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Ponzi schemes targeted by federal government

Posted on March 22, 2010 3:00 AM EST

It is no secret that ever since the economy's meltdown in 2007 that the federal government is cracking down on all individuals responsible for planning, organizing and operating the schemes to defraud. With the increased number of complex investment vehicles, creative, yet unscrupulous businessmen have found fertile ground in the American investment community. Unsuspecting victims who are promised enormous returns with little risk get sucked into the fraud, sometimes losing their entire life savings. Those arrested and prosecuted by the federal authorities find themselves indicted on charges including mail fraud, wire fraud, money laundering and racketeering. Anyone being prosecuted in the Southern District or Middle District of Florida for their involvement in this type of fraud should consult with a South Florida or Miami criminal defense lawyer experienced in defending these types of cases in federal court.
A Ponzi scheme simply defined is a scheme to defraud by which the perpetrator solicits investors with the promise of hefty returns which are initially fulfilled by paying off older investors with proceeds from later entrants into the investment scheme. The lifeline of the fraud is the continuous inflow of new investors and their money. Once new investors stop pouring their money into the scheme, the money dries up and the older investors cease to reap the enormous gains. Typically, Ponzi schemes are uncovered during times of economic turmoil when investor fear causes people to hold onto their money. That is why the economic crisis in 2007 led to the uncovering of the large number of high profile Ponzi schemes reported in the media over the past couple of years.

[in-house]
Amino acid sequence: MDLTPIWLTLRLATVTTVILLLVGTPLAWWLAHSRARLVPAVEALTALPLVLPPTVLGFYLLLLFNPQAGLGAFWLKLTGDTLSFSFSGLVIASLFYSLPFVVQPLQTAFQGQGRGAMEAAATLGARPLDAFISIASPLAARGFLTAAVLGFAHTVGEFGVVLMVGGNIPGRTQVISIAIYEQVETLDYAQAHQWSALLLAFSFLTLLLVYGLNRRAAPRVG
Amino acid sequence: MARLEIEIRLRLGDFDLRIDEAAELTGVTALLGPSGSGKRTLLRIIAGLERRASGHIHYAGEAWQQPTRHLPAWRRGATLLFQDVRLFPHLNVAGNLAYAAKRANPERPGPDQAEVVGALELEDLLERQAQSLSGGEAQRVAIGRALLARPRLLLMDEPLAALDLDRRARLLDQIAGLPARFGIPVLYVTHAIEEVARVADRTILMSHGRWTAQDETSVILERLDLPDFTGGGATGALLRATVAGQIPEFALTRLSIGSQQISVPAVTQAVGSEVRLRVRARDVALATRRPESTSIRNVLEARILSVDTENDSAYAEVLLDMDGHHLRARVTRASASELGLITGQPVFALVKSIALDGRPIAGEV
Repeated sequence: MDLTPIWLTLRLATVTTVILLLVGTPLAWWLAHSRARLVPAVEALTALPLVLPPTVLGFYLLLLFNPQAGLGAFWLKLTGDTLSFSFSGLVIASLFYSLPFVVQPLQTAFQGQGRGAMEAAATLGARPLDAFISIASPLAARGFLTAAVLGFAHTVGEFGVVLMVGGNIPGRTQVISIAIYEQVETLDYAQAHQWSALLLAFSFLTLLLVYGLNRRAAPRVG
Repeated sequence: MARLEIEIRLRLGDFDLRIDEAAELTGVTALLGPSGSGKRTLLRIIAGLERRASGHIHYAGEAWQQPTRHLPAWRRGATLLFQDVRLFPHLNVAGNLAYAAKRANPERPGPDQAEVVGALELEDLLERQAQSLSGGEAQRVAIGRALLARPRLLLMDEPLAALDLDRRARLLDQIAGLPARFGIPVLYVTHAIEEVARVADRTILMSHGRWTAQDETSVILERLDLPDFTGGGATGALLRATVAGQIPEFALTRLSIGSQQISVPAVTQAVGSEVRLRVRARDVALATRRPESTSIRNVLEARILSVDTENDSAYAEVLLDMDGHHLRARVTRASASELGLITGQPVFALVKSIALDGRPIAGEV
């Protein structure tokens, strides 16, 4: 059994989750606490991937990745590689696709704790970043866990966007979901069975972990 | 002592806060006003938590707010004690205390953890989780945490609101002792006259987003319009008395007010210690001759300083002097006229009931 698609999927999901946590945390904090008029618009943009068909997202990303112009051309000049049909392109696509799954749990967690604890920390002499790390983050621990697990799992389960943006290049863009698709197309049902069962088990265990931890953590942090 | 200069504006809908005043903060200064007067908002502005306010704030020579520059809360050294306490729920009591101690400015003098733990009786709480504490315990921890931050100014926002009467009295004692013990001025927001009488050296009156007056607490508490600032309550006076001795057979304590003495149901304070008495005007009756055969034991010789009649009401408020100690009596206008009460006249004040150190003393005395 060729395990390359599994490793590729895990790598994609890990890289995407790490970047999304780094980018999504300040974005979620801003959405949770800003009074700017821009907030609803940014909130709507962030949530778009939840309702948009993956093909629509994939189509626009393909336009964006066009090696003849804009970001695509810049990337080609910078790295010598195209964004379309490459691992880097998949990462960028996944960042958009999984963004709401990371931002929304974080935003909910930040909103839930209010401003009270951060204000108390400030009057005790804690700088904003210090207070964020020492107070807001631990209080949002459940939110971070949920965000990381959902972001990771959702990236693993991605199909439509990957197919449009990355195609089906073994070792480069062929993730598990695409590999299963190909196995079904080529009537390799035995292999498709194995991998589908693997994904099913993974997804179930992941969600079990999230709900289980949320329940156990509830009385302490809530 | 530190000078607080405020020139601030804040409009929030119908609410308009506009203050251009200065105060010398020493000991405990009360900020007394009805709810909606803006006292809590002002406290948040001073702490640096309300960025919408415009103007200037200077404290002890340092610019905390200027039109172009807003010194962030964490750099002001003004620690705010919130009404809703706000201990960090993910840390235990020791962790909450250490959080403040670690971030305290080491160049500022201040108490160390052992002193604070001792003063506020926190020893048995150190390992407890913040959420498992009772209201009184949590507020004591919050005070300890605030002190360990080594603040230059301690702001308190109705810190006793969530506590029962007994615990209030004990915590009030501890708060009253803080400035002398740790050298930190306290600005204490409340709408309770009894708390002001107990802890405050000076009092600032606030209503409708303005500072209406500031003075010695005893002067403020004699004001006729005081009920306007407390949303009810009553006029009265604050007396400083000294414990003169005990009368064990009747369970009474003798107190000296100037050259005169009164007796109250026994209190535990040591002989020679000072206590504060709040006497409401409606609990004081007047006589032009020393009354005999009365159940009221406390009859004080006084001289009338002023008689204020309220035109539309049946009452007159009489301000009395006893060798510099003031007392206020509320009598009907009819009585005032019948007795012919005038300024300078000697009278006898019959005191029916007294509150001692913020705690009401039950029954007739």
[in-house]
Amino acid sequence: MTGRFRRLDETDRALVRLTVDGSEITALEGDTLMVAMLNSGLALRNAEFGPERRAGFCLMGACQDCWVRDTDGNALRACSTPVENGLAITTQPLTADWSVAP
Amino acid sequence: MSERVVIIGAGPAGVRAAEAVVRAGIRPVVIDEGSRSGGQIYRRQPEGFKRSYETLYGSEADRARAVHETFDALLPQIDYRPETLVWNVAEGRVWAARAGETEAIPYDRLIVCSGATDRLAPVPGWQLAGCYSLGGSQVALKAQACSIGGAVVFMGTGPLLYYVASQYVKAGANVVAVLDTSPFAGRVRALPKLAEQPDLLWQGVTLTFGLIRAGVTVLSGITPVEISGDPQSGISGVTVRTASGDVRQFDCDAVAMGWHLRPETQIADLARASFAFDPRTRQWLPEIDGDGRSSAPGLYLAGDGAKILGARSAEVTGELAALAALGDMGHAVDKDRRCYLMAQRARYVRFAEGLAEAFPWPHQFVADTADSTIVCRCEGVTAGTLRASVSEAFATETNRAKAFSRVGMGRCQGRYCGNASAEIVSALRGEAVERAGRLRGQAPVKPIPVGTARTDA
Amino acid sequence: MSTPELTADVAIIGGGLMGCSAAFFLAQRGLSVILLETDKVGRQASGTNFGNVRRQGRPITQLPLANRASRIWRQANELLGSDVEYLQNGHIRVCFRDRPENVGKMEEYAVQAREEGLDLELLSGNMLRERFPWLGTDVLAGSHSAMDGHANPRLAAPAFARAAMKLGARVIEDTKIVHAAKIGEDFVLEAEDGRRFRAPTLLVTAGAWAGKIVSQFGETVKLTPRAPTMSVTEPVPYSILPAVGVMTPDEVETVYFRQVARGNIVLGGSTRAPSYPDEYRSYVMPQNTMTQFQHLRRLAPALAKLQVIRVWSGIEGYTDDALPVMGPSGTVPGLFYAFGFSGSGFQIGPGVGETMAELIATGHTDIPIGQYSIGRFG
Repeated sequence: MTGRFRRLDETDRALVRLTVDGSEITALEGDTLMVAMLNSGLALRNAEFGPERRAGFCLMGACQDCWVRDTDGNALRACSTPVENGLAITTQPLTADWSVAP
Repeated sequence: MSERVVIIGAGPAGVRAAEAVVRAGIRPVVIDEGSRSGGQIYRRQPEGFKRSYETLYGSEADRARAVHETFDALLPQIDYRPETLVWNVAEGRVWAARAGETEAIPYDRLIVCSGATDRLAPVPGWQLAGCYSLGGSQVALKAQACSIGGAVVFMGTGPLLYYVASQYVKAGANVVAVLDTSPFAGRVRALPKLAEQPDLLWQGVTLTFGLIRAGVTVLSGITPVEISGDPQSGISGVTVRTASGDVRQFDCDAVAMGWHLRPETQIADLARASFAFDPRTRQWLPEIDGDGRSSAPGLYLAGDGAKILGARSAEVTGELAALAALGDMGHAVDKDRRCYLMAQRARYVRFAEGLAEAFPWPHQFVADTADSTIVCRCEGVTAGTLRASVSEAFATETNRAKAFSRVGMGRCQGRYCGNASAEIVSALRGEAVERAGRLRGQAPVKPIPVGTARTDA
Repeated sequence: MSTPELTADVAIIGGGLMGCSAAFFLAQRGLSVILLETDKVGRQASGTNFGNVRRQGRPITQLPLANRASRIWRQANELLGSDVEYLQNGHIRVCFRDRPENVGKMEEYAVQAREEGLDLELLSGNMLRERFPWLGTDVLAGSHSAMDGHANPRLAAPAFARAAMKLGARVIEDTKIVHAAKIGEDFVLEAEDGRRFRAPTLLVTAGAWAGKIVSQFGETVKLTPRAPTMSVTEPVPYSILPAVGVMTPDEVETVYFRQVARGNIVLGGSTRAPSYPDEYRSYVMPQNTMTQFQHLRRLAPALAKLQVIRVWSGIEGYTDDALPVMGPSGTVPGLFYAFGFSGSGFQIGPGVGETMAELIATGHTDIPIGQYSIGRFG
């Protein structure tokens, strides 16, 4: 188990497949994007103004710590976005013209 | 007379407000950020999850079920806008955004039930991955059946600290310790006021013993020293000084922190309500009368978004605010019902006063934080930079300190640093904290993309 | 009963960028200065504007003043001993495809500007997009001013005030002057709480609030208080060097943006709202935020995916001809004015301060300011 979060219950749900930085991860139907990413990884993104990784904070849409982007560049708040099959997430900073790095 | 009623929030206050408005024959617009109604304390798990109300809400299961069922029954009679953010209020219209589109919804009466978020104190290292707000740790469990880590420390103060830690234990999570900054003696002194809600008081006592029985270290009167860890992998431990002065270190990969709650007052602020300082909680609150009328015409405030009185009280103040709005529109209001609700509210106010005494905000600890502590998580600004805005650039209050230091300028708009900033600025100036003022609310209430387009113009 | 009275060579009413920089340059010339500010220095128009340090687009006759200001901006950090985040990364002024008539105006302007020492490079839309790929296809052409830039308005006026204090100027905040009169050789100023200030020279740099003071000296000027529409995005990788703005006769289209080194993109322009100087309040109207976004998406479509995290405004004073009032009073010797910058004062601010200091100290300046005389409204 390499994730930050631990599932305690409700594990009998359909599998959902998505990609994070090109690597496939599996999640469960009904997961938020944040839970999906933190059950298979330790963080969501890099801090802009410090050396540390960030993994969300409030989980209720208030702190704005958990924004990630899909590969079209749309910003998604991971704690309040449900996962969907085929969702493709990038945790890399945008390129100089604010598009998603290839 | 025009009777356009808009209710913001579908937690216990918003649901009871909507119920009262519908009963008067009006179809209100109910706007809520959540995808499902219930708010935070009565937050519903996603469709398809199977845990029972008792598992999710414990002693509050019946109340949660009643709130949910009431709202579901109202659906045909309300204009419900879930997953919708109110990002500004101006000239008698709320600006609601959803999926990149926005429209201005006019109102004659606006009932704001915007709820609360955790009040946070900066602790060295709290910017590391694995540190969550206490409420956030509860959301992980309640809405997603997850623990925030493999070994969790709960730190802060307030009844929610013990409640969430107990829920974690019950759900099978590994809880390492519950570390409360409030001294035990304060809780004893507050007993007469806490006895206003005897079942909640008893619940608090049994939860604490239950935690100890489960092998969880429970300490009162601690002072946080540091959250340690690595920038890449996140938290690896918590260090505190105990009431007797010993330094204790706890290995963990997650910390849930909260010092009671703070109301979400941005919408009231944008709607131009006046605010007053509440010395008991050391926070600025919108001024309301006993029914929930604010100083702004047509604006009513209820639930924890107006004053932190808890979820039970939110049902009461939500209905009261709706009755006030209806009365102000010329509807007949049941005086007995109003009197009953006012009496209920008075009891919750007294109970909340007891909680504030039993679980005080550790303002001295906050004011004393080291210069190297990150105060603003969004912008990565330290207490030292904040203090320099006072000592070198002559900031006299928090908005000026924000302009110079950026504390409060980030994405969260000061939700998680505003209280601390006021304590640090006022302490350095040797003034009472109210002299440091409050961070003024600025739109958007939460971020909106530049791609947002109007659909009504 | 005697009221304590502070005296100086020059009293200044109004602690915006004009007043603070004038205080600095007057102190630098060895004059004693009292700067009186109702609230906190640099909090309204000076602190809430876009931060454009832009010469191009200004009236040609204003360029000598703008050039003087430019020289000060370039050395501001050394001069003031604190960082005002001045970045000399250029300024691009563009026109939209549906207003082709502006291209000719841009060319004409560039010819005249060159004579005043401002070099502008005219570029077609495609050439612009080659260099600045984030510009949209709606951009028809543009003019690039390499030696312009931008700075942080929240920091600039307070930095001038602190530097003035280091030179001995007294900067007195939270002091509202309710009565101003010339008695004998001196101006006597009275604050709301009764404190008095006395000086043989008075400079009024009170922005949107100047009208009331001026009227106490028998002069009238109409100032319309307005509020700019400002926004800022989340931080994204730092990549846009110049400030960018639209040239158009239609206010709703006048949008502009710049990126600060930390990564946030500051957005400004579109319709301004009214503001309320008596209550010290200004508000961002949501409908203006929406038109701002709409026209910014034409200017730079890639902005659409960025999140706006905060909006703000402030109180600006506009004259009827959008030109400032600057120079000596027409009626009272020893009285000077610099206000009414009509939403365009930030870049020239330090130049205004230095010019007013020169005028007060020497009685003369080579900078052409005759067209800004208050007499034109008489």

Although the first Ponzi scheme was uncovered in the 19th century, the schemes to defraud did not become prevalent until the 1980's and 1990's. In 1985, a currency trader named David Dominelli defrauded over a thousand investors out of approximately $80 million. Dominelli entered a guilty plea in federal court to four related fraud counts and was sentenced to 20 years in prison. Over the past decade federal authorities have ramped up their efforts to prosecute these schemes to defraud. As a result of their efforts, high-profile arrests have been made. Of course, the most well-known prosecution was that of Bernard L. Madoff. Madoff was able to run his Ponzi scheme for many years because of his reputation on Wall Street. As the former chairman of the Nasdaq Stock Exchange, he was able to lure investors into his firm. When the scheme collapsed, investors lost approximately $50 billion. Madoff entered guilty a plea in federal court to charges including securities fraud, wire fraud, mail fraud and money laundering. He received the maximum sentence of 150 years in prison.

Due to the complexity of the Ponzi schemes, the cases are prosecuted in federal rather than state court. The Department of Justice usually heads up the investigations which are then turned over to the United States Attorney's Office for prosecution. After a conviction after trial or a guilty plea, a federal judge will hand down a sentence based on the federal sentencing guidelines. Although the guidelines are no longer mandatory, a federal judge will usually apply them unless there is a basis for deviation. As in all economic fraud cases, the amount of the loss will usually determine the amount of prison time that will be handed down by the judge.

Ponzi Schemes: A Primer on the Recent Surge in Fraudulent Schemes, Lexology.com, March 19, 2010.
Categories: Fraud